Lifestyle - Health & Wellness Articles

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Health Briefs, April 27, 2010

By Staff

Data available at Dartmouth Atlas Project The Dartmouth Atlas Project has launched a new website,, to provide comprehensive information and analysis about national, regional and local health care markets, as well as individual hospitals and their affiliated physicians. New highlights include: Access to the Dartmouth Atlas’ database allows users to create maps, charts and tables that can be downloaded and incorporated into reports and ...

Spouse abuse often begets violence against children

By Richie Ann Ashcraft

Several community organizations dedicated to preventing child abuse and family violence are organizing a variety of abuse awareness events this month. The Grand Junction City Council, city of Fruita and the Mesa County Commission have declared April as Child Abuse Prevention Month and the Month of the Young Child. The events culminate with an appearance by Denise Brown, sister of Nicole Brown Simpson, on April 22 at the Avalon Theatre. Doors open at 6:15 p.m., and the event begins at 7 ...

Health Briefs, April 6, 2010

By Staff

Walk for Recovery scheduled for May 1 The National Alliance for Mental Illness is sponsoring its second annual Walk for Recovery from 10:30 a.m. to noon May 1 at Sherwood Park in Grand Junction. The walk is to raise awareness, combat the stigma of mental illness and raise money for programs. Registration is $20. For information and to register, call NAMI Western Slope at 462-3989 or Janice Curtis at 257-0891. Program presents Crohn’s disease info The Crohn’s and Colitis ...


For Grand Junction trainer, interval training guards against the body hitting stall periods

By {screen_name}

With interval training gaining in popularity with exercise experts, at least one Grand Junction personal trainer is making sure his clients receive the benefits of intense exercise. Monday through Friday, Mike Davis, 39, puts on four 40-minute classes of interval training at Snap Fitness in Clifton. “One way to lose weight is hopping on a treadmill and maintaining a pace for two hours,” Davis said. “It’s an effective way of losing weight, but you have to put in a ...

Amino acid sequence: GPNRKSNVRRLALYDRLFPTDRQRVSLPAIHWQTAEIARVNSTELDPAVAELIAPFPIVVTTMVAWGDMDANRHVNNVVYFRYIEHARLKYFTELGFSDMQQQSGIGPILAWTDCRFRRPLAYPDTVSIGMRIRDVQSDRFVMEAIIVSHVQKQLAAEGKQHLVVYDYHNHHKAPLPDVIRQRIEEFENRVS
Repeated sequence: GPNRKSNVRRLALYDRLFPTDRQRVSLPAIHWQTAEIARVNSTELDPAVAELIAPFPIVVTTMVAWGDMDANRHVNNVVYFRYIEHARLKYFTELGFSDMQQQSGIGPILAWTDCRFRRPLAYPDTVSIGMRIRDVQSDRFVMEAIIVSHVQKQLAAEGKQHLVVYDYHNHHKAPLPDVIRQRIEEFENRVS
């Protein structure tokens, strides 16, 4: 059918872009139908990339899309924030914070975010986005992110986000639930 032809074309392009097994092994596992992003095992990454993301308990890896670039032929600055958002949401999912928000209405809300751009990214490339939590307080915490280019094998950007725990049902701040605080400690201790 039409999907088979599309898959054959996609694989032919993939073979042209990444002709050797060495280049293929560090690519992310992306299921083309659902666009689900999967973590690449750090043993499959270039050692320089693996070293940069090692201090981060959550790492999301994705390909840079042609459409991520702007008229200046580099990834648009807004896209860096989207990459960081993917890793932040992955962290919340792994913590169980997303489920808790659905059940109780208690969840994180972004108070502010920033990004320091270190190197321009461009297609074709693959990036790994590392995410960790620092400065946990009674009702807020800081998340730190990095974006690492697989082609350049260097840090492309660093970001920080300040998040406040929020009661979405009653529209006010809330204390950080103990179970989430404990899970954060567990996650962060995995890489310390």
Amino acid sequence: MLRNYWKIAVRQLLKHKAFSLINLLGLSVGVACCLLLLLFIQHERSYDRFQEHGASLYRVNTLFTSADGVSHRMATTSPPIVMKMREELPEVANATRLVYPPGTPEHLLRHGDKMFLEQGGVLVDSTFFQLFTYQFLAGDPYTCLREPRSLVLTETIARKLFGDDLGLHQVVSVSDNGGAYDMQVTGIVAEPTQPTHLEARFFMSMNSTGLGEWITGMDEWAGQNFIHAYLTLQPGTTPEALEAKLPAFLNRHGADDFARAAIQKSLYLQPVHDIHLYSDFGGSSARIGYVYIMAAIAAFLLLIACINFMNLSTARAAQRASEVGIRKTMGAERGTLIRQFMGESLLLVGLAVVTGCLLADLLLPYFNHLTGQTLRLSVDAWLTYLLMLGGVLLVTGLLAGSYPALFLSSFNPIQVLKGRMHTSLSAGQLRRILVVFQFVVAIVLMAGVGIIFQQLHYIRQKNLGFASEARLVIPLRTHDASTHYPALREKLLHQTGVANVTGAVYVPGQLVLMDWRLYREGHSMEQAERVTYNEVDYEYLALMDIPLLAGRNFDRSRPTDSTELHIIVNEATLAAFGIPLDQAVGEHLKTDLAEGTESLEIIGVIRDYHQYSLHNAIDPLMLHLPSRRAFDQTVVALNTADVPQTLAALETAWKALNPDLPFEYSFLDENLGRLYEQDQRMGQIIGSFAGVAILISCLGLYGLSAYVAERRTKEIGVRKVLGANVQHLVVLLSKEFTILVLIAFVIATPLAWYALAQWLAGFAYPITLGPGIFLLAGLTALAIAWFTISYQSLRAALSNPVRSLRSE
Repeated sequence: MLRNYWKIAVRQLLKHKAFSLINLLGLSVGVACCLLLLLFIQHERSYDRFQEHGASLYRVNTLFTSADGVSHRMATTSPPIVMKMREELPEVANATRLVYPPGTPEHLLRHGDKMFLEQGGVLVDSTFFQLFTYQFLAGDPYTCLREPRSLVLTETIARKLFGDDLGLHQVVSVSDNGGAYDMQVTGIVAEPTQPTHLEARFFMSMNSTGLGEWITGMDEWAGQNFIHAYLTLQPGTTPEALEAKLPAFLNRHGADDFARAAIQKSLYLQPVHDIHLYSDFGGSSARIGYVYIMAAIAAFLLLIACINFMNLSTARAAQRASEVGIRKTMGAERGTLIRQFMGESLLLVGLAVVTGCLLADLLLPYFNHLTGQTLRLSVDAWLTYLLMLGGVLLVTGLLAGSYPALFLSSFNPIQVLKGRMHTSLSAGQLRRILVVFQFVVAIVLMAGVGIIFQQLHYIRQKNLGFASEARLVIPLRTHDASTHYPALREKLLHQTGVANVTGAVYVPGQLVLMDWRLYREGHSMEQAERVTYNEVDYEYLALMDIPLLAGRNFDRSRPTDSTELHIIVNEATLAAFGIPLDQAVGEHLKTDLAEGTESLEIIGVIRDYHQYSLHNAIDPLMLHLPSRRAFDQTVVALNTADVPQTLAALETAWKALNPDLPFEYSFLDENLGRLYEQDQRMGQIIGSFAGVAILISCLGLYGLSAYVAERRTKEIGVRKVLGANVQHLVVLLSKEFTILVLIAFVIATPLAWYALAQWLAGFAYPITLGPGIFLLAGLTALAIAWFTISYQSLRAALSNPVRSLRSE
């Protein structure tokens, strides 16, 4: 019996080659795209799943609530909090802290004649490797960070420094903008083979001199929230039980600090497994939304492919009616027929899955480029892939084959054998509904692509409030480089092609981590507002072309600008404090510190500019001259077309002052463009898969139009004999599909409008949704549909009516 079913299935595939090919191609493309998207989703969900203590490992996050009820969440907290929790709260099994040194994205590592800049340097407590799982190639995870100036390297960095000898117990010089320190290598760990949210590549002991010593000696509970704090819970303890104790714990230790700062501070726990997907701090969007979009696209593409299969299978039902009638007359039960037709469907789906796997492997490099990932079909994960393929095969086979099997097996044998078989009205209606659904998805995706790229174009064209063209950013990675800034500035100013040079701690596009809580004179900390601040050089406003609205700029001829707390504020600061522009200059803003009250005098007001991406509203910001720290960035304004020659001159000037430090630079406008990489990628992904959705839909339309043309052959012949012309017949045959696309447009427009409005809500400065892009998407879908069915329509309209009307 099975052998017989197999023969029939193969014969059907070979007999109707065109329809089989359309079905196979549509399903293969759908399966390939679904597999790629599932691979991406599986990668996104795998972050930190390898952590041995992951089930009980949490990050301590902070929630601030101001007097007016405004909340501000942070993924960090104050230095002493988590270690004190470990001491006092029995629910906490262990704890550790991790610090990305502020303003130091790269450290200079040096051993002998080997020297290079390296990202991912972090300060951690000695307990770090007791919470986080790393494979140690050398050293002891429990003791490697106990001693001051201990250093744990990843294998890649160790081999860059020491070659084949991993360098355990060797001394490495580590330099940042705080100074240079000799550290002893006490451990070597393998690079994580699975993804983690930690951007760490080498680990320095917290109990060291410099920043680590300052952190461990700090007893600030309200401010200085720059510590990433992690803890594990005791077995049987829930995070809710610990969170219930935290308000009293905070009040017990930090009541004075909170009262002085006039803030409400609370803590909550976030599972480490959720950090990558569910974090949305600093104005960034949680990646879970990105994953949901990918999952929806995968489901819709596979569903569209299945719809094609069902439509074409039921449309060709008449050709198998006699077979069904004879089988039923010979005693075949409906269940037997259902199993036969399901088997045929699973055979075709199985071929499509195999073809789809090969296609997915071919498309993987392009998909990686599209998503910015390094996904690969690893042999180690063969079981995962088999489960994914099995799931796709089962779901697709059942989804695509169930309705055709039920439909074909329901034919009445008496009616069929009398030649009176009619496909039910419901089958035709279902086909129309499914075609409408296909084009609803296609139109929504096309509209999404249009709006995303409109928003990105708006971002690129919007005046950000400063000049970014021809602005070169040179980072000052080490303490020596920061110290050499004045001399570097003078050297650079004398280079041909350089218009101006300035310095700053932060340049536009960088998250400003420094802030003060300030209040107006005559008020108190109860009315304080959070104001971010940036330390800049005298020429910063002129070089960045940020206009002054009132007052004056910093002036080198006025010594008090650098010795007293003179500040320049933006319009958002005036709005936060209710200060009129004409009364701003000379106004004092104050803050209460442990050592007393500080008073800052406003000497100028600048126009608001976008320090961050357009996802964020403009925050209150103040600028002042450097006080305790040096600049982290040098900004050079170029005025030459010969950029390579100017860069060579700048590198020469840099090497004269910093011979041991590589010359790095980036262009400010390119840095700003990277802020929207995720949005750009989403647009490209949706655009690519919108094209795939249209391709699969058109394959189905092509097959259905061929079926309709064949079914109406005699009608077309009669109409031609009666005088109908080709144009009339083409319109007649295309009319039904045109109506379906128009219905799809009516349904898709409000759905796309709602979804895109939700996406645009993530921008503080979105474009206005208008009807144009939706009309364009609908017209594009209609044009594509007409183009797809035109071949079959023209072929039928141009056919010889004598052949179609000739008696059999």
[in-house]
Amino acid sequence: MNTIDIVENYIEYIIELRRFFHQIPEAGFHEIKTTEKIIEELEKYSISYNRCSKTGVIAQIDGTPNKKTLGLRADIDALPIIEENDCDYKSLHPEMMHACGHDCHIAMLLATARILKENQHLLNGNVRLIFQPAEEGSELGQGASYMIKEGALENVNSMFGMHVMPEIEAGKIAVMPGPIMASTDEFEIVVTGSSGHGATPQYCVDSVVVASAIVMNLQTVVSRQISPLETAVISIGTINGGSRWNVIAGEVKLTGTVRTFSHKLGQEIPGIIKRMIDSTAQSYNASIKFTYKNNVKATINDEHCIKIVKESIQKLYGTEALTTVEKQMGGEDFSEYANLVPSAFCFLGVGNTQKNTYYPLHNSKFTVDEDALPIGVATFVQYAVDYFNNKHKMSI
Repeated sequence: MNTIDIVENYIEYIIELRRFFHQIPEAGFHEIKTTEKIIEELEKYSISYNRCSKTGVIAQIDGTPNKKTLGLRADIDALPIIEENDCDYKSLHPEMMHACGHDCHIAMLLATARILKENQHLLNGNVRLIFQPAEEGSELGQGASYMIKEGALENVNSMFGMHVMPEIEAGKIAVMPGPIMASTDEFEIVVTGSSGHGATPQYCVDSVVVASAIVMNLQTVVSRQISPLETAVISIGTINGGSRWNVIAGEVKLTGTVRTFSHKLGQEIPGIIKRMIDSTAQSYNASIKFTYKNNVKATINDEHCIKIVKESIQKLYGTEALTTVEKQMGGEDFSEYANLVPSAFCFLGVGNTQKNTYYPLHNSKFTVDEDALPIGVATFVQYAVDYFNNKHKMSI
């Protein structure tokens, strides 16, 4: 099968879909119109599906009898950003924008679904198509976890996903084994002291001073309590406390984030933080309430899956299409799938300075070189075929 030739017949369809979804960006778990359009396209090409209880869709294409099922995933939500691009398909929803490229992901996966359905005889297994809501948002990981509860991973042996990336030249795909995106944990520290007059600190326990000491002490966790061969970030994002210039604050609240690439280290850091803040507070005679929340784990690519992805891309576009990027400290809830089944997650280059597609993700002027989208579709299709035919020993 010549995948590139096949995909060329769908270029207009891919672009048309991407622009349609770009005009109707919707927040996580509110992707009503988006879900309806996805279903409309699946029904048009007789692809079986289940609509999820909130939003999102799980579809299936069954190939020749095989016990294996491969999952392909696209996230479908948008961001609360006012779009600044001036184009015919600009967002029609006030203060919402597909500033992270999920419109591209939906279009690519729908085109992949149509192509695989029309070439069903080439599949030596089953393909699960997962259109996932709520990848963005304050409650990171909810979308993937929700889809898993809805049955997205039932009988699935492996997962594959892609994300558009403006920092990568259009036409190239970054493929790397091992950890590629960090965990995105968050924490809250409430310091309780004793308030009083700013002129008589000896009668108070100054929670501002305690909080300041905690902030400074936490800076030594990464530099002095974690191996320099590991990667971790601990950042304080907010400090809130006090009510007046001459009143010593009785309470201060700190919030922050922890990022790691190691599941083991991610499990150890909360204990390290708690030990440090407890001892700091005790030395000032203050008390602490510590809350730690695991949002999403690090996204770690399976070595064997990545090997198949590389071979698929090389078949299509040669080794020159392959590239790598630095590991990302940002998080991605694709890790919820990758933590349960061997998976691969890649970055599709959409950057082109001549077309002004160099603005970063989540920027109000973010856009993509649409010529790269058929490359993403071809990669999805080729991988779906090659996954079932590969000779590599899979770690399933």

Health Briefs, March 30, 2010

By Staff

Medicare prescription coverage changes The Centers for Medicare & Medicaid Services ended its contract with Fox Insurance Co. effective March 10 after determining the plan did not meet Medicare’s requirements to provide enrollees with prescription drugs according to recognized standards of care and jeopardized the health and safety of Fox enrollees. There are 241 Fox Insurance Co. clients in Mesa County. The Centers for Medicare & Medicaid Services found that Fox committed ...

Health briefs: March 16, 2010

By Staff

Speaker, discussion series on birth set BirthSmart, a pending Colorado nonprofit, will be offering a guest speaker and discussion series called BellyTalk for women of childbearing age. The next BellyTalk is at 9 a.m. March 27 at the Koinonia Church, 730 25 Road. Guest speakers are Karen Pramenko and Brittany Dunn who will present “Empowered Birth: Home and Hospital.” Space is limited. Snacks and child care are free. Tickets are $5 and are available at ...

LiveWell puts emphasis on ways to get healthy food

By Amy Hamilton

Efforts to encourage people to live healthy lifestyles often include concise slogans such as “quit smoking” and “buckle up.” But tackling the issue of obesity it a bit trickier. While maintaining healthy weight and exercising often is a personal responsibility, state and national leaders have identified disparity among residents’ access to healthy foods. In an attempt to level the playing field, LiveWell Colorado recently released the Food Policy Blueprint, ...